The purpose of this book is to prepare you for doing your best in the interviewing process. At one time, performing well during the traditional interviewing process could land you the job. Not any more! The job search climate is more erratic than it has ever been.

The good news is that for the foreseeable future, there are going to be more job opportunities available than there will be people. Estimates range that there will be everywhere from 5 to 12 million more jobs between now and 2015. The 78 million baby boomers will pass the business baton to 48 million GenXers. The United States has been adding more than a hundred thousand jobs a month for the last few years. The Department of Labor says that 4.6 million people start new jobs every month. The GDP has been growing at 3% every year for the last few years, corporate profits are up, and U.S. business has been expanding at 15% per year during the last two years.

The challenging news is that the business climate is more treacherous than it has ever been. Technology has spawned a world economy. Competition has forced companies to expand and contract more rapidly than ever before. The rarity of employee layoffs in the early 1980s is now usual practice in U.S. business.

The idea of career employment is a thing of the past. A "career path" within any company is merely recruitment propaganda. Employers and employees have generational differences in values. A Gallup Organization poll in March 2007 found that 70% of U.S. employees say they feel either "not engaged" or "actively disengaged" at work. The average U.S. CEO only keeps his or her job for five years, according to Business Briefings (July, 2007). In 2006, the average 40-year-old worker in the United States had had ten jobs.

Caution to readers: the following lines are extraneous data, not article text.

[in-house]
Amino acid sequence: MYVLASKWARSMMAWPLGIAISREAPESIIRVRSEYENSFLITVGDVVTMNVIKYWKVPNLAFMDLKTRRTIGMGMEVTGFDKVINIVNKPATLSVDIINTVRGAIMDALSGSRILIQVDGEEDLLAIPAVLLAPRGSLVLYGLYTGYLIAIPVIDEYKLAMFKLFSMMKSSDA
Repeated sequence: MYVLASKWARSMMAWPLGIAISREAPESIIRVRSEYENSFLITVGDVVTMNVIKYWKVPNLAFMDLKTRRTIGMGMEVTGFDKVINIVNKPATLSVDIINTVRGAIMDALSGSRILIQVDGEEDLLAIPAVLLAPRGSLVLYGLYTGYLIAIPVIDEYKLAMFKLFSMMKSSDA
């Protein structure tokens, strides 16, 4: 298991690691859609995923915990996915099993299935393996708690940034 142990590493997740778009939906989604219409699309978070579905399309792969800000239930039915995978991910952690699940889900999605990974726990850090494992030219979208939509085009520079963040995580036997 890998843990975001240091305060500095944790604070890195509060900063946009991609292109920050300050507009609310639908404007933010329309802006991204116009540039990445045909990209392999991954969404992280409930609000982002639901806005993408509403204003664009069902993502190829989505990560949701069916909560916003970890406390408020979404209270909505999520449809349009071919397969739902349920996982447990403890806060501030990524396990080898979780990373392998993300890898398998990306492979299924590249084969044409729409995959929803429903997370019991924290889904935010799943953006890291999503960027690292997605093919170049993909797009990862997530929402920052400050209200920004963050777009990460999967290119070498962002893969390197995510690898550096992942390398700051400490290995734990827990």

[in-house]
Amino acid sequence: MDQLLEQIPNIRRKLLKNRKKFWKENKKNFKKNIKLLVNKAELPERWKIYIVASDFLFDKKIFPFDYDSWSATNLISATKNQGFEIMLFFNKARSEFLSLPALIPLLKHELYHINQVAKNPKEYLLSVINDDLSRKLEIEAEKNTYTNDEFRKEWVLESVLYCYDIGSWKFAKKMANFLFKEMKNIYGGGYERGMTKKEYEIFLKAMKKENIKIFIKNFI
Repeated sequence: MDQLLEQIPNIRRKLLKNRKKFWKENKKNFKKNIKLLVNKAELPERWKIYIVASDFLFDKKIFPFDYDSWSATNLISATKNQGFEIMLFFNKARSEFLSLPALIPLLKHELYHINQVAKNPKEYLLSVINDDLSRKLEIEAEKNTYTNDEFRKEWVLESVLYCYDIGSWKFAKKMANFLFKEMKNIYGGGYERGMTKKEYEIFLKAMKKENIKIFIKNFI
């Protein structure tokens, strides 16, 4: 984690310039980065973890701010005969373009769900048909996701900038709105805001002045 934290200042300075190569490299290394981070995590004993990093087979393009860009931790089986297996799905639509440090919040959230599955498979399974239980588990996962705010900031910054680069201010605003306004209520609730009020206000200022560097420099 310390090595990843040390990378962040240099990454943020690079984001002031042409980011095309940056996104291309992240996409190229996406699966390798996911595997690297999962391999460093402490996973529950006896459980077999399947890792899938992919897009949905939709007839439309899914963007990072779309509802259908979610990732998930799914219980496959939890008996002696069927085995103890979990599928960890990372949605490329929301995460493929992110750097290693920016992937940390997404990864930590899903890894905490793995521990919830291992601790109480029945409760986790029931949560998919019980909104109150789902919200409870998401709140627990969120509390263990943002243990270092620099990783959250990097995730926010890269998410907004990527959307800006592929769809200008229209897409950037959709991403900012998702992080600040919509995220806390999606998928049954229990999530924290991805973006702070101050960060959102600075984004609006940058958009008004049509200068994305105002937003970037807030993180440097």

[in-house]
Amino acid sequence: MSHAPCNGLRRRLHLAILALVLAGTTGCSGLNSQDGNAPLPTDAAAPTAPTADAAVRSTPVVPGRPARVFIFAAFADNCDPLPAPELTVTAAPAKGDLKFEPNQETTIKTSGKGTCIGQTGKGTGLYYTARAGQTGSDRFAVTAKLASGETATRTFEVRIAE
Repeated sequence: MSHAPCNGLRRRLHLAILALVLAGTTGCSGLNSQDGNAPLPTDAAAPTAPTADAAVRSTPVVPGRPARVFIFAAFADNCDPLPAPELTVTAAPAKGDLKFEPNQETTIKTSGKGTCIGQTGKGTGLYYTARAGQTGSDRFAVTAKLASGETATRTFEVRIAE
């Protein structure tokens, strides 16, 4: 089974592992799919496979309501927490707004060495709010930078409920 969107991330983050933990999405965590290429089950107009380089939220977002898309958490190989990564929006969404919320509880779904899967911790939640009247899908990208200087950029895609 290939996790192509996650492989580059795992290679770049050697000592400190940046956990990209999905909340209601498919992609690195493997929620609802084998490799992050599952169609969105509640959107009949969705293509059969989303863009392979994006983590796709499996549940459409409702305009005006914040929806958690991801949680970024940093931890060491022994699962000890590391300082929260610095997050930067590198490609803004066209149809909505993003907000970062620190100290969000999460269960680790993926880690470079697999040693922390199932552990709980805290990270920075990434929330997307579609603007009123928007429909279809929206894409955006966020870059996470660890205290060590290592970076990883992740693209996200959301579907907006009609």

The average U.S. company in my opinion, is going to change its complexion every two and a half to three years. The average employee in the United States needs to be prepared to change jobs every two and a half to three years. Although the job opportunities may be more plentiful, the emotional strain of looking for a job is still a fact.

You are going to have to look at each job change as a "step" in your career. Rather than looking at a job with any company as a long-term commitment, you're going to need to ask yourself, "How can I leverage this experience two to three years from now?" Business and companies in the United States are simply going to be more flexible and fluid. The size of every company's workforce will ebb and flow erratically.

For the foreseeable future individuals looking for a job will have a number of opportunities available to them. In order to be able to select the best opportunity for one's career, the job seeker is going to have to perform, not just well, but excellently in the interviewing process.

Remember, interviewing is a staged, contrived event. A perspective employer is going to ask four simple questions: Can you do the job? Do we like you? Are you a risk? and Can we work the money out? Now the answers to these questions are much more difficult. You have to really understand the questions and practice the answers.

A successful candidate is not only going to have to know how to answer the qualifying questions of the interviewing process, but also how to ask the right questions to evaluate the career move. He or she not only has to nail the interview questions 100%, but also to ask the right questions to determine his or her own future in the job.

In contrast to traditional hiring, where a career path might have been possible, a candidate has to be conscious of how a new job would "build" on his or her career. The company you are interviewing with is going to change, even if you go to work there. If your next job is only going to last two and a half to three years (. . . and I hope it lasts longer for you), you need to think of the job as a strategic career stepping stone. How can you "sell" this experience to your next employer?

Acing the interview is a must for your career. Practice, Practice, Practice!

Acing the interview is a way of thinking! Practice, Practice, Practice!

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